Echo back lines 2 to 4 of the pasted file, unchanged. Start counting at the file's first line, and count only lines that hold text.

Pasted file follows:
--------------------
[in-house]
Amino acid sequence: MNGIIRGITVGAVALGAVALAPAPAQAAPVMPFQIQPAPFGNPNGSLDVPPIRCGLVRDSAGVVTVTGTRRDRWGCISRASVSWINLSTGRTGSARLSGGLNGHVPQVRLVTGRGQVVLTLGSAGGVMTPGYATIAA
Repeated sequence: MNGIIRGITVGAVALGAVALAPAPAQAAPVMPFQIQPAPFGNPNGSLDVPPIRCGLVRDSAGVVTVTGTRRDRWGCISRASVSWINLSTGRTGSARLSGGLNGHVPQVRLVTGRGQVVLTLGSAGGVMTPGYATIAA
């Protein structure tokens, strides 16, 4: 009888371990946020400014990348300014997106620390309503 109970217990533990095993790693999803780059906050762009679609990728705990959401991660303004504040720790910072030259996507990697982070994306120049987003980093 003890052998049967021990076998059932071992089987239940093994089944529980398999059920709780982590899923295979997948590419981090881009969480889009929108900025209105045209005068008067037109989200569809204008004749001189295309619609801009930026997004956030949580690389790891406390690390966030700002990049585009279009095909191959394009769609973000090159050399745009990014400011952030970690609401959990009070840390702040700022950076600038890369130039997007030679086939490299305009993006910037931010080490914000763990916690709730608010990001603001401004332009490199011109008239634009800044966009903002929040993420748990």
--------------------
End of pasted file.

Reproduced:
Amino acid sequence: MNGIIRGITVGAVALGAVALAPAPAQAAPVMPFQIQPAPFGNPNGSLDVPPIRCGLVRDSAGVVTVTGTRRDRWGCISRASVSWINLSTGRTGSARLSGGLNGHVPQVRLVTGRGQVVLTLGSAGGVMTPGYATIAA
Repeated sequence: MNGIIRGITVGAVALGAVALAPAPAQAAPVMPFQIQPAPFGNPNGSLDVPPIRCGLVRDSAGVVTVTGTRRDRWGCISRASVSWINLSTGRTGSARLSGGLNGHVPQVRLVTGRGQVVLTLGSAGGVMTPGYATIAA
């Protein structure tokens, strides 16, 4: 009888371990946020400014990348300014997106620390309503 109970217990533990095993790693999803780059906050762009679609990728705990959401991660303004504040720790910072030259996507990697982070994306120049987003980093 003890052998049967021990076998059932071992089987239940093994089944529980398999059920709780982590899923295979997948590419981090881009969480889009929108900025209105045209005068008067037109989200569809204008004749001189295309619609801009930026997004956030949580690389790891406390690390966030700002990049585009279009095909191959394009769609973000090159050399745009990014400011952030970690609401959990009070840390702040700022950076600038890369130039997007030679086939490299305009993006910037931010080490914000763990916690709730608010990001603001401004332009490199011109008239634009800044966009903002929040993420748990």